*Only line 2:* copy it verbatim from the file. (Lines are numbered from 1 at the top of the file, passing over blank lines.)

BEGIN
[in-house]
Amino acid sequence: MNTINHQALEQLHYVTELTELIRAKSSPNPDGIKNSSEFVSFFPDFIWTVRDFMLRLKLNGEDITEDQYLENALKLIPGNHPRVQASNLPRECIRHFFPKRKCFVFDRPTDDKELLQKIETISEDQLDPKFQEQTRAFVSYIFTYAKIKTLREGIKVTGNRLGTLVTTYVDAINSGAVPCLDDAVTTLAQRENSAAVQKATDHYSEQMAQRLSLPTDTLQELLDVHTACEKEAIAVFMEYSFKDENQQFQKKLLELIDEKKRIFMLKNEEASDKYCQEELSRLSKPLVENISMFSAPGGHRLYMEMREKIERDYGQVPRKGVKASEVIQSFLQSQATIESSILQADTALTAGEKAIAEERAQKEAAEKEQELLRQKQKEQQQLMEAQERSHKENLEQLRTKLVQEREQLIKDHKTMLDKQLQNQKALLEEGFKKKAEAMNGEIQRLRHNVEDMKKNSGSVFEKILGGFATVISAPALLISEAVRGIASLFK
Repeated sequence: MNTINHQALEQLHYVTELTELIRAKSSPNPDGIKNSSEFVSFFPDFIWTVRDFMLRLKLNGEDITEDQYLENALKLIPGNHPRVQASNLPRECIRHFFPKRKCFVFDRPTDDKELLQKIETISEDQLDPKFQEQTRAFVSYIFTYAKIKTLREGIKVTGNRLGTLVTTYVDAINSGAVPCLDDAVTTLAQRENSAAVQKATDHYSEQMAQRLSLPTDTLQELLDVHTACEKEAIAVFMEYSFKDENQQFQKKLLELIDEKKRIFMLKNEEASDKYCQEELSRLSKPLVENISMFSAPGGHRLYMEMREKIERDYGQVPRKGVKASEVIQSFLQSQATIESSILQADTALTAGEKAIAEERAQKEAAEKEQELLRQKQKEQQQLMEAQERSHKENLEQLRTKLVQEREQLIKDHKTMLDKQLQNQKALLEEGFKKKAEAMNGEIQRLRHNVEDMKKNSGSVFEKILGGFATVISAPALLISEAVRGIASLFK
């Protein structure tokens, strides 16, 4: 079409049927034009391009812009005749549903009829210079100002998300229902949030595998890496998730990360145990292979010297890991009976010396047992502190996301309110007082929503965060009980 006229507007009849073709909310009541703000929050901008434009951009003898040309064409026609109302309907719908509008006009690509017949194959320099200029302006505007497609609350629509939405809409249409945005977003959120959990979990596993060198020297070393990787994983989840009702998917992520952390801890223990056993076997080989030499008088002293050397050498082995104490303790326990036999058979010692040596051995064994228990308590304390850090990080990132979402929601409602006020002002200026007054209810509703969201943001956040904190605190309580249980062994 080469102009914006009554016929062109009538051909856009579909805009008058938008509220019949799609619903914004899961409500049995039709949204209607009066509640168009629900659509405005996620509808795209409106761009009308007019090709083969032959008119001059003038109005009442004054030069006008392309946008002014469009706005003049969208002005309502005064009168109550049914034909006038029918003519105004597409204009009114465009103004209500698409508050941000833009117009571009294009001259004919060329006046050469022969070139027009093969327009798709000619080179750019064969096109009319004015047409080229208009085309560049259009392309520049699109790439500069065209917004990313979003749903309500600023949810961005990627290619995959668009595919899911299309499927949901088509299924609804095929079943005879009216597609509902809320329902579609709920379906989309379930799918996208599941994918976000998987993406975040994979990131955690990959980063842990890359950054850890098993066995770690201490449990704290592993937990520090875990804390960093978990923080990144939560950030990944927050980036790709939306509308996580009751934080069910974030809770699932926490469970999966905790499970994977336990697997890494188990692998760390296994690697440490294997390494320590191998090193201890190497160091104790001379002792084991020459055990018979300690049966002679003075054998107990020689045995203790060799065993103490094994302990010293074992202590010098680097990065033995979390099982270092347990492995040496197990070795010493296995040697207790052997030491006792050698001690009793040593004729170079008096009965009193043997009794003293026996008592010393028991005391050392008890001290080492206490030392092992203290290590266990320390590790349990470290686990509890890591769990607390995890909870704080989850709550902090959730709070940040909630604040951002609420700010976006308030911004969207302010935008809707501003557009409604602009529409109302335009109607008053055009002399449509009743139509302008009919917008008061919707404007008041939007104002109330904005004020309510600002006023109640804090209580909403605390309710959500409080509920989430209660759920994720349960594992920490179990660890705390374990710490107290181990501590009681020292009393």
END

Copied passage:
Amino acid sequence: MNTINHQALEQLHYVTELTELIRAKSSPNPDGIKNSSEFVSFFPDFIWTVRDFMLRLKLNGEDITEDQYLENALKLIPGNHPRVQASNLPRECIRHFFPKRKCFVFDRPTDDKELLQKIETISEDQLDPKFQEQTRAFVSYIFTYAKIKTLREGIKVTGNRLGTLVTTYVDAINSGAVPCLDDAVTTLAQRENSAAVQKATDHYSEQMAQRLSLPTDTLQELLDVHTACEKEAIAVFMEYSFKDENQQFQKKLLELIDEKKRIFMLKNEEASDKYCQEELSRLSKPLVENISMFSAPGGHRLYMEMREKIERDYGQVPRKGVKASEVIQSFLQSQATIESSILQADTALTAGEKAIAEERAQKEAAEKEQELLRQKQKEQQQLMEAQERSHKENLEQLRTKLVQEREQLIKDHKTMLDKQLQNQKALLEEGFKKKAEAMNGEIQRLRHNVEDMKKNSGSVFEKILGGFATVISAPALLISEAVRGIASLFK